General Question

weeveeship's avatar

Are we in a double dip recession here in the US?

Asked by weeveeship (4637points) September 10th, 2010

Common arguments I have heard on both sides:

Yes (Bearish):
Unemployment is high
Consumer confidence is dropping
Debt problems in municipalities

No (Bullish):
Record earnings
Worst is over, only way for the market to go is up
Unemployment is stabilizing—>“New Normal”

Observing members: 0 Composing members: 0

15 Answers

ETpro's avatar

No. The economy is still growing, just not very rapidly. The technical definition of a recession is two straight quarters of GDP shrinkage. The latest numbers on GDP growth, jobs and trade ballance are actually better than had been expected. We did much better in exports and cut imports more than had been predicted.

Of course, if you are one of the millions who lost their job in the downturn of 2007–2010 and you haven’t been able to land decent work since, it sure won’t feel like a recovery to you. We need something like the microelectronics breakthrough to really put our manufacturing base and hogh-paying jobs back in high gear. A breakthrough in clean, renewable energy that can be beat fossil fuel in cost would do the trick. The last thing we want to do is stop investing and somehow think that porsperity will come to us as long as we do nothing to help it.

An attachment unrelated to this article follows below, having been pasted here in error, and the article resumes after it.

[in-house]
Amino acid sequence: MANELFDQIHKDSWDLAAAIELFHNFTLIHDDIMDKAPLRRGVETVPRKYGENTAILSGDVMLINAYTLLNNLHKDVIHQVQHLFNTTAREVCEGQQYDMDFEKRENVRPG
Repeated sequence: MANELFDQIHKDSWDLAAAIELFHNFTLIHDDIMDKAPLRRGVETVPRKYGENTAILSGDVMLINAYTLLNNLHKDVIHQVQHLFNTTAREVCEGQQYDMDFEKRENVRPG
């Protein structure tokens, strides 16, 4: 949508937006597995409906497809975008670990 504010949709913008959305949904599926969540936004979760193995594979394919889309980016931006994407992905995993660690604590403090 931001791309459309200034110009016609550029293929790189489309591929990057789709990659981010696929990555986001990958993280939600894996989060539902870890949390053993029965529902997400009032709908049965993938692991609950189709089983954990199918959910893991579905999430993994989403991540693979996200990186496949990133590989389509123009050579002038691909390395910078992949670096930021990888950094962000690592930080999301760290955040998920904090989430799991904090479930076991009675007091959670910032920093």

CaptainHarley's avatar

No. It’s still the same one, just worse! : (

cockswain's avatar

Definitely not in one for the reasons @ETpro defined, but possible we could hit one in the future. How likely that is isn’t clear right now.

ETpro's avatar

@CaptainHarley Come on. At the end of 2008, we were loosing almost 800,000 jobs a month. We have now had 7 straight months of job growth. At the end of 2008, the stock market crashed, eventually loosing nearly 50% of its value. It’s back above $10,000 again. The GDP began to plummet in 2008 and fell for 5 straight quarters. It has now shown 4 straight quarters of growth